On mourning for our sons

Samantha Rose Mandeles, senior sampus coordinator for the Committee for Accuracy in Middle East Reporting in America (CAMERA). Credit: CAMERA.

By Samantha Rose Mandeles

As I sit curled at my desk writing these words, my eyes are full of tears. The little pools of saline grow, obscuring my vision. Finally, the dam breaks and water spills from beneath my lids, cascading down my cheeks to form tiny puddles on my keyboard.  

There is a horribly familiar ache in my chest. It’s the same ache I felt when I heard the news of the brutal slaughter of a beautiful, young family in Itamar. It’s the same ache that plagued me the day I read about the cold-blooded murder of a little girl in France, who had been chased and grabbed by her hair before being shot in the head at point-blank range. It’s the ache that surfaces when I think about the IDF soldier, barely a few weeks into his service, who was stabbed to death while taking a nap on a bus.  

This is the type of ache that lingers. The type that always throbs just beneath the skin and is so heavy, it threatens to crush me under its weight. The type that leaves an eternal bruise and sometimes makes it hard to breathe.

This is an ache we Jews know well. And it is one we experienced again on Monday, when the story broke: the bodies had been found.  


I scan the news online, searching for more information. My Facebook feed is inundated with expressions of sorrow and prayers to God for justice. Jewish and Israeli newspapers are peppered with the now famous photos of the boys, all three of them smiling and lively.

When Eyal Yifrach, Gilad Shaar, and Naftali Frenkel first disappeared on June 12, I hoped against hope that they had simply gotten lost and would be home with their families soon.  When the IDF all but confirmed that they had, indeed, been kidnapped by Islamic terrorists, I prayed daily that they would be rescued. Now, when the search has ended in grief and Israel cries for her sons’ murders, I cry too.  


I have a little brother called Harry. He is loving, and funny, and generous, and he telephones me every few days just to say hello. Though he is now a grown man, with a long-term girlfriend and near-constant stubble, he, at nearly five years my junior, will always be my baby sibling.  

When I think of Eyal, Gilad, and Naftali, I think of my own sweet brother. These boys were no different than he is, except that they were, tragically, even younger. Had my Harry been at that bus stop with them, he would have been taken too.  

I think of the life my brother has in front of him—bright, energetic, rich with love, and full of potential. Eyal, Gilad, and Naftali’s lives were the same. Their crime is Harry’s crime. They were Jews.  

To their murderers, these young boys were not innocent children. They were not humans with gleaming futures and friends who loved them. They were simply Jewish bait, most likely meant to be used to extort the release of other terrorists and murderers from Israeli prison.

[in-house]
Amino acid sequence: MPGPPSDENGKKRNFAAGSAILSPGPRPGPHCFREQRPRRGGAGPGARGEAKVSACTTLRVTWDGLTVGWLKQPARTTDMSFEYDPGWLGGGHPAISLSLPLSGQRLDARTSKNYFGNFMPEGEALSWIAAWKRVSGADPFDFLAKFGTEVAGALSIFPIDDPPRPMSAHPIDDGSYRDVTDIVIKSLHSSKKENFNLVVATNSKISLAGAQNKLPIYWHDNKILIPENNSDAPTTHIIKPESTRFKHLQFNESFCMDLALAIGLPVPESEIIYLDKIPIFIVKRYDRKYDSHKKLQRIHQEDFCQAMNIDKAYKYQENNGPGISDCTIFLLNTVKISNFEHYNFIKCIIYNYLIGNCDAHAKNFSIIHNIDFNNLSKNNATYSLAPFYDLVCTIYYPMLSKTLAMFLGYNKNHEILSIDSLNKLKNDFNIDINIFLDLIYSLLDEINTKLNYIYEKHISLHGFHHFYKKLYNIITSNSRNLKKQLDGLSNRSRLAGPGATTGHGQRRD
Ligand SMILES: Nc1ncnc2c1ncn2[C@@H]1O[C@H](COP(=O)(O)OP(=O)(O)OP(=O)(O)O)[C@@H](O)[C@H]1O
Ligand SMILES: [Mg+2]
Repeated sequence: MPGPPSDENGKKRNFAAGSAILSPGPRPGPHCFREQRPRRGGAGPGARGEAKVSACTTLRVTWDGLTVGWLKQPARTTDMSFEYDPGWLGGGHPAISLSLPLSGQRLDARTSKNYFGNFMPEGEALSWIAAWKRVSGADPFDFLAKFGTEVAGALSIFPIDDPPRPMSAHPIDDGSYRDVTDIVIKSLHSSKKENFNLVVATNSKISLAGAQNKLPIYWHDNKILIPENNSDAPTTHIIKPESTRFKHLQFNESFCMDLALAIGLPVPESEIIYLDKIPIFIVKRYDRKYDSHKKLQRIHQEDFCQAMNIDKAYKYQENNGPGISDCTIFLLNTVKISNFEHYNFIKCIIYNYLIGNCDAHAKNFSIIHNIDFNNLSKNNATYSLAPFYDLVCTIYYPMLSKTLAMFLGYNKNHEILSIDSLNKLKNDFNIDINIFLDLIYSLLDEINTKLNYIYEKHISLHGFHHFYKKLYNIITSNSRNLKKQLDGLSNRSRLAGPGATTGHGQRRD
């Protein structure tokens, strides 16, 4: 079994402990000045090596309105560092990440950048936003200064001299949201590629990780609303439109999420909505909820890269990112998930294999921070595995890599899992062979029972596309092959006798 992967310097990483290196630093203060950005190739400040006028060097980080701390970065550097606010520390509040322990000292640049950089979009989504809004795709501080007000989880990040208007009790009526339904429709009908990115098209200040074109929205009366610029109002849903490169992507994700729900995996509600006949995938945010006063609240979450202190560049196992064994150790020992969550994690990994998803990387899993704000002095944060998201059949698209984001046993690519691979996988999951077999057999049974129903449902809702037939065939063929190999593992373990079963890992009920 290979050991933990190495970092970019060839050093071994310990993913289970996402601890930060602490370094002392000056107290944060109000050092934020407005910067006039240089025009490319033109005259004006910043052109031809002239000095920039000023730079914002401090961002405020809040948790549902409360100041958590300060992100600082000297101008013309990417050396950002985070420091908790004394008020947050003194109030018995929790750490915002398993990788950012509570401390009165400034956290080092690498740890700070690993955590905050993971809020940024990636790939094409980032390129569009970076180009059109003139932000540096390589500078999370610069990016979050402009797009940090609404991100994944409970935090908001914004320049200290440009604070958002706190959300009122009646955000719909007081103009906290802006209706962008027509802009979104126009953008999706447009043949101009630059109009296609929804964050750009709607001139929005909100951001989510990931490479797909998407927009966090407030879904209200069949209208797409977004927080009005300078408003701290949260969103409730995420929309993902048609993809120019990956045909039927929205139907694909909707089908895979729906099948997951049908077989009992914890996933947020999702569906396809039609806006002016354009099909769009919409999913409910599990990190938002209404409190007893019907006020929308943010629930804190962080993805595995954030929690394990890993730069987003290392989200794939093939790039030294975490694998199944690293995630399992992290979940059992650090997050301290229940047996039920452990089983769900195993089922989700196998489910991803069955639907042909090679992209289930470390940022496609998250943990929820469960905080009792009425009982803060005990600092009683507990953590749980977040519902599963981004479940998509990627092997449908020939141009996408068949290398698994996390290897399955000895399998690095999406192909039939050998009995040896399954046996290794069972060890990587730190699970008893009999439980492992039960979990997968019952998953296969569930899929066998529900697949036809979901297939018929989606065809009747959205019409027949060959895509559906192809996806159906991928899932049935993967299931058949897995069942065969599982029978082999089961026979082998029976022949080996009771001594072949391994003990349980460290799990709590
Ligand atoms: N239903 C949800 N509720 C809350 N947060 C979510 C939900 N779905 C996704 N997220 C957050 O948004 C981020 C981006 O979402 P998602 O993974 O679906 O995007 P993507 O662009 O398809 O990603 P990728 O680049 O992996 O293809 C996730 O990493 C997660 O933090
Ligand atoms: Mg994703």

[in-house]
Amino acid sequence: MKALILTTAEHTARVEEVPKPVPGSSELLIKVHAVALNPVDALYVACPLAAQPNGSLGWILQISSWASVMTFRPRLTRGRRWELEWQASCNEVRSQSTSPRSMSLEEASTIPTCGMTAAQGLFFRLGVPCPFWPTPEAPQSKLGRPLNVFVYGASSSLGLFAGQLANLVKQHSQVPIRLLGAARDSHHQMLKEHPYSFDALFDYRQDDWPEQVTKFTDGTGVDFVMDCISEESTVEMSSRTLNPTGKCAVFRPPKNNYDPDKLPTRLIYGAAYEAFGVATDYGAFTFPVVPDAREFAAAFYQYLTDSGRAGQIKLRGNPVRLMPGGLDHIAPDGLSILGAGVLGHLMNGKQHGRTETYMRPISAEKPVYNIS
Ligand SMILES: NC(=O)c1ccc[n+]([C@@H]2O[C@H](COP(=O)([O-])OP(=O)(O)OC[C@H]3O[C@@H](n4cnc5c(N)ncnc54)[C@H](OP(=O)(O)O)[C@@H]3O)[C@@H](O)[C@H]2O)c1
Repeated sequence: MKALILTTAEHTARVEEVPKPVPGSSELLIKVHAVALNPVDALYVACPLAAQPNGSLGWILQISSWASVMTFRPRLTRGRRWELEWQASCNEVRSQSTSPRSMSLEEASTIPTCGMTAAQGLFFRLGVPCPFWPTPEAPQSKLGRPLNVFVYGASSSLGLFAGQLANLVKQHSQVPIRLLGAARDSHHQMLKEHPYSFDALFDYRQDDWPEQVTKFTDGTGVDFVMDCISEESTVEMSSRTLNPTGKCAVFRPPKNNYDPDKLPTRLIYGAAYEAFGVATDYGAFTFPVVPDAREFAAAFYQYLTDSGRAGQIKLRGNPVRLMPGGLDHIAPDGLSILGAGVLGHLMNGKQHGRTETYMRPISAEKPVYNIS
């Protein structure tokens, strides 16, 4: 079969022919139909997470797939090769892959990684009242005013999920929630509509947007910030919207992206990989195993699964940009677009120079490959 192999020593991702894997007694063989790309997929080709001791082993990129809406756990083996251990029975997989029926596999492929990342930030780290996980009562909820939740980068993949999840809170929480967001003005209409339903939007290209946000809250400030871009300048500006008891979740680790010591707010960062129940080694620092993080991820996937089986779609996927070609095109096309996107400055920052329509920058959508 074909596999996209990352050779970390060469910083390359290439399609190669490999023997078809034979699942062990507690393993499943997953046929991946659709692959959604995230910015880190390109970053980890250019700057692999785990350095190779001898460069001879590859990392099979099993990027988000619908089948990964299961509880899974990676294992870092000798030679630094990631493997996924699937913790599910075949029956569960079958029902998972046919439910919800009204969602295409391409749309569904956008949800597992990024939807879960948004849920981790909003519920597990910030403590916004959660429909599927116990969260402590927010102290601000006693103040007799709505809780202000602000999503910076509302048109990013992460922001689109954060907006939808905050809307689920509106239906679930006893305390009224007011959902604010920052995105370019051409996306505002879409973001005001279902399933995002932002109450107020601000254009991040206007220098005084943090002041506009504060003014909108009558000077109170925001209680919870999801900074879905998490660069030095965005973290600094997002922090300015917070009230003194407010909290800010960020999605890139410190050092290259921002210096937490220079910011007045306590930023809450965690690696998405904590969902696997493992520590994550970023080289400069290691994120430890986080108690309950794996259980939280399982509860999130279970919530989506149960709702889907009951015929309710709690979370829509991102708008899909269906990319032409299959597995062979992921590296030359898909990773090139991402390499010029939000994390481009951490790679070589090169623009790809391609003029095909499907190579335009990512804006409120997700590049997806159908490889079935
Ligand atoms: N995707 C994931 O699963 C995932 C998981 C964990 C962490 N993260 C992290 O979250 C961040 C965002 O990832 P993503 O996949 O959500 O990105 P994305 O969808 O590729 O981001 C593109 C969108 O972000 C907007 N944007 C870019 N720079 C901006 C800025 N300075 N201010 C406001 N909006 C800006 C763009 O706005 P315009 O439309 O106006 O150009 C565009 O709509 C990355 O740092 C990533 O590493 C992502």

Eyal, Gil-ad, and Naftali. Their lives, and the lives of their families and friends, have forever been dented by evil. The Islamo-fascist forces that would commit this crime, the same forces that murdered the Fogels, Miriam Monsonego, and Eden Atias, are forces that would just as soon take the life of my precious little brother. They are forces that hate, in the deepest, most profound sense of the word, and they especially hate the Jews.  


I have never been a mother. I cannot begin to fathom the loss and the darkness that one feels as a result of the murder of one’s own beloved son.  

Yet, to the boys’ mothers, Racheli, Bat-Galim, and Iris, I have this to offer: On Pesach, a holiday that we Jews consider one of the year’s new beginnings, our people conscientiously remind one another to say that “we,” not “they,” were slaves in Egypt. Millenia after Moshe led the Israelites out of bondage, we Jews insist on remembering that persecution—year after year—as our own shared, living experience.  

Despite the evil in the world, despite the forces that attempt to cleanse us from the planet, despite the hatred and violence directed at us simply because of who and what we are, we Jews do not forget. Ours is a culture based on remembrance, and on togetherness, and on kinship. Ours is a strength borne of suffering and survival. Monday night, Jews and Israelis all over the world demonstrated that strength. We rose together and mourned a loss we each felt profoundly- the loss of three of our own.

Dearest Racheli, Bat-Galim, and Iris: I, of course, never had the joy of meeting your sons. But their faces, like the face of my own sibling, are etched forever in my mind. I know that I cannot numb your pain, but at least I can say that we, your brothers and sisters- the Children of Israel- stand with you.

Eyal, Gilad, and Naftali. May their memories be for a blessing, and may the Almighty grant us strength.

Samantha Rose Mandeles is the senior campus coordinator for the Committee for Accuracy in Middle East Reporting in America (CAMERA). You can find her on Twitter at @ZionistLioness.

Posted on July 3, 2014 .